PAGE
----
If the car business is too removed from high tech as an example, how about the story of Overture. In 1998, a small startup (later Overture, now part of Yahoo!), created the pay per click search engine and advertising system and demo’d it at the TED conference.

It was not until October 2000 that Google offered its version of a pay per click advertising system  -AdWords -allowing advertisers to create text ads for placement on the Google search engine.

Google is a $25 billion dollar company with most of its revenue from AdWords.

Overture was acquired by Yahoo for $1.6 billion.

Implicit Customer Discovery and Validation in Fast Followers
Why do fast followers win more often?  It’s pretty simple. First Movers tend to launch without really fully understanding customer problems or the product features that solve those problems. They guess at their business model and then do premature, loud and aggressive Public Relations hype and early company launches and quickly burn through their cash.. This is a great strategy if there’s a bubble occuring in your market or you are going to bet it all on flipping your company for a sale. Otherwise the jury is in. There’s no advantage. [4]

Astute fast-followers recognize that part of Customer Discovery is learning from the first-mover by looking at the arrows in their backs. Then avoiding them.

Lessons Learned

  • Believing in First Mover Advantage implies you understand your business model, customers problems and the features needed to solve those problems.
  • That’s unlikely.
  • Therefore you’re either going to burn through your cash or pray that the hype can help you can flip your company.
  • None of the market leaders in technology were the first movers

[1] Montgomery, M. Lieberman.1988  “First Mover Advantage.” Strategic Management Journal, Volume 9, Issue S1, pages 41–58, Summer 1988.

[2] Montgomery, M. Lieberman “First-mover (dis)advantages: retrospective and link with the resource-based view.” Strategic Management Journal Volume 19, Issue 12, pages 1111–1125, December 1998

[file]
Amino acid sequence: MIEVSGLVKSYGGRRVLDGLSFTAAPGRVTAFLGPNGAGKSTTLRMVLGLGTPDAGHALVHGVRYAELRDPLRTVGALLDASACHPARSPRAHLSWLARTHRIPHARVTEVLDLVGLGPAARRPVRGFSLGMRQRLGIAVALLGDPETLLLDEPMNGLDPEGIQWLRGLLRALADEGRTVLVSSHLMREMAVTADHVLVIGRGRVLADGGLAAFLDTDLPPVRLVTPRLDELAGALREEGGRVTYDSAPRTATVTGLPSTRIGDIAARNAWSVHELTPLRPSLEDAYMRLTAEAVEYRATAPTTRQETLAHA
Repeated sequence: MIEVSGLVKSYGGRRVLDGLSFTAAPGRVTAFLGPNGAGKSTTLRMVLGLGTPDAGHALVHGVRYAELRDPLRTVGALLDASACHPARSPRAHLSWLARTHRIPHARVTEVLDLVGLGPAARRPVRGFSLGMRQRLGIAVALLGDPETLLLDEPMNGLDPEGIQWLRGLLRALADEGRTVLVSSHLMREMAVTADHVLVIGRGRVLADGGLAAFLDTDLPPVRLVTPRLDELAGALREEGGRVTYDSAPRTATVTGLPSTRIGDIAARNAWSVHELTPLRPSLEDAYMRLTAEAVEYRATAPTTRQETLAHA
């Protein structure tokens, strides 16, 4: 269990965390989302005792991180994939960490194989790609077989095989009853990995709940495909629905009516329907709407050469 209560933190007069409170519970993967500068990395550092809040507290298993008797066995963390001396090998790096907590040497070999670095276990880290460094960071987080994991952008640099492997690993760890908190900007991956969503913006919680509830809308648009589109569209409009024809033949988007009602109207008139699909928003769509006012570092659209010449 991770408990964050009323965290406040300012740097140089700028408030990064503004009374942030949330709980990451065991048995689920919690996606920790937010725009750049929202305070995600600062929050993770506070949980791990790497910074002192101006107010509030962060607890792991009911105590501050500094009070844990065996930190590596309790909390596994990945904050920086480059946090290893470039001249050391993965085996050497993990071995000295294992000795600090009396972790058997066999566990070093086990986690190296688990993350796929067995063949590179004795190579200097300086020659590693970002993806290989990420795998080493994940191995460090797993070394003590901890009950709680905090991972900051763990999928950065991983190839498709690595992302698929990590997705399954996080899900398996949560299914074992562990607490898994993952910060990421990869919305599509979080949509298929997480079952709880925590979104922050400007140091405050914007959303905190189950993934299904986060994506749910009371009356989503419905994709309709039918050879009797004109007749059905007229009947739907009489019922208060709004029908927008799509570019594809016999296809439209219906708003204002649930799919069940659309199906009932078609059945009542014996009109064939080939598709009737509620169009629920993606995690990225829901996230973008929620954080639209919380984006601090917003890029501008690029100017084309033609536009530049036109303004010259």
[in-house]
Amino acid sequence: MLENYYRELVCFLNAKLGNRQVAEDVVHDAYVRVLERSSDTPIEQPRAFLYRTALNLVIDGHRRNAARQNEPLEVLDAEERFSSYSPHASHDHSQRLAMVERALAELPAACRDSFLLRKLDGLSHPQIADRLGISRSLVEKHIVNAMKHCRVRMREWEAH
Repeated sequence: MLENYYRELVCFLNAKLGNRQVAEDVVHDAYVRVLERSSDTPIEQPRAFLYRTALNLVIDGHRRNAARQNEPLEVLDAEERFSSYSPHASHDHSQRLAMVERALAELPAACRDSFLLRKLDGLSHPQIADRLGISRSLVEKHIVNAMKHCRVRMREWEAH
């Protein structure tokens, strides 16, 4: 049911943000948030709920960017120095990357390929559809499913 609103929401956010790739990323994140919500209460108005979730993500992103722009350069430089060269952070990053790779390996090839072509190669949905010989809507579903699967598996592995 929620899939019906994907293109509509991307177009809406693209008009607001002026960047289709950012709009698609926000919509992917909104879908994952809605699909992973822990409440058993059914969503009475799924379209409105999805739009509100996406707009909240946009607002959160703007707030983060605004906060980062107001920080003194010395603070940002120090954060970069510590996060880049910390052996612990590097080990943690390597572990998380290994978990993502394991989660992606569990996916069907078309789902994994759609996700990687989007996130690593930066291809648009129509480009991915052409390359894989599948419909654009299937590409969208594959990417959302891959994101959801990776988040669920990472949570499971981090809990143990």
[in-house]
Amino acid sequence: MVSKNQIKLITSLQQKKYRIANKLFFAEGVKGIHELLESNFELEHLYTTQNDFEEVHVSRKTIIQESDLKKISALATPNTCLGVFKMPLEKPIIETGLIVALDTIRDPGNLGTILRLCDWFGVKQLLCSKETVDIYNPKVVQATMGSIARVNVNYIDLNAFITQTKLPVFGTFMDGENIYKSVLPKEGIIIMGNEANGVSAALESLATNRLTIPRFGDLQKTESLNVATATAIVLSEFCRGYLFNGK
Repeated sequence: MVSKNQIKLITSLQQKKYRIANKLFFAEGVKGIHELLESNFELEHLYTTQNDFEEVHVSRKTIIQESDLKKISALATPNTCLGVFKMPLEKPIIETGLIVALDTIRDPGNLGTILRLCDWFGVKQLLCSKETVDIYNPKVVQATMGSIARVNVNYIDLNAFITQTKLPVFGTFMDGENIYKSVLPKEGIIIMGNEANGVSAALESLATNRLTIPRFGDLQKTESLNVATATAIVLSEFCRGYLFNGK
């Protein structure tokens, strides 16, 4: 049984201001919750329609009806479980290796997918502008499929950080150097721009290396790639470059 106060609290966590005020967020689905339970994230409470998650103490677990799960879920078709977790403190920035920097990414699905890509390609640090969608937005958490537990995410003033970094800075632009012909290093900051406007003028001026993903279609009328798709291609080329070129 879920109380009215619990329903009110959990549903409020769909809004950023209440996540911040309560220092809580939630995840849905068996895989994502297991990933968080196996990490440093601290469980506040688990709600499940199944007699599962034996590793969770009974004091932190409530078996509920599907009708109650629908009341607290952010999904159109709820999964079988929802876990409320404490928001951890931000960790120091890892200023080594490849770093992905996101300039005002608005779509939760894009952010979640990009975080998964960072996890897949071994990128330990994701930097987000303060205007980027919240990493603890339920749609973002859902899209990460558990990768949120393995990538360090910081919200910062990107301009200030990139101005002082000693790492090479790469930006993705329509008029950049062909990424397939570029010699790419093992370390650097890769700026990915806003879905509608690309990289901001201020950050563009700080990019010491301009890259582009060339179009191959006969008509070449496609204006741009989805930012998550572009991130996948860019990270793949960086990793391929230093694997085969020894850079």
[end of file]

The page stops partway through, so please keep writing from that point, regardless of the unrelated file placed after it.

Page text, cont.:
[3] P. N. Golder and G. J. Tellis. 1993. “Pioneer Advantage: Marketing Logic or Marketing Legend?” Journal of Marketing Research, 30(2):158–170.

[4] Did First-Mover Advantage Survive the Dot-Com Crash? . M. Lieberman 2007

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Death By Competitive Analysis

Trading emails with a startup CEO building an iPhone app, I asked him why potential customers would buy his product.  In response he sent me a competitive analysis. It looked like every competitive analysis I had done for 20 years, (ok maybe better.)

And it made me sad. Looking at the spreadsheet, I realized that competitive analysis tables are one of the ways professional marketers screw up startups from day one. And I had done my share.

Here’s why.

Prove What I Already Believe
Most competitive analyses are: 1) sales documents for investors and/or 2) an attempt to rationalize the founders assumptions.

It’s Part of the Plan
Most investors require you to write a business plan which includes a section called a “competitive analysis” in which you tell potential investors how your product compares to products other companies trying to develop and sell to the same customers. While most investors don’t actually read your business plan for a first meeting, a summary of your competitive analysis usually ends up as a slide or two in your PowerPoint presentation.

Your goal in this slide is to tell investors: 1) you understand the market you are selling to, 2) you understand the other companies selling in your market, and 3) you understand how and why you are better than any of the products currently in the market. You are also implicitly telling potential investors, “These features on our competitive slide mean we will sell a lot of what we are planning to build so invest in us.”

Death by Analysis
I looked at the competitive analysis this startup CEO sent to me. This guy was experienced, he worked at lots of large companies, so the table was thorough, it had lots of rows and mentioned all the competitors.

Not only was it wrong, it would set his company back months and possibly even kill them.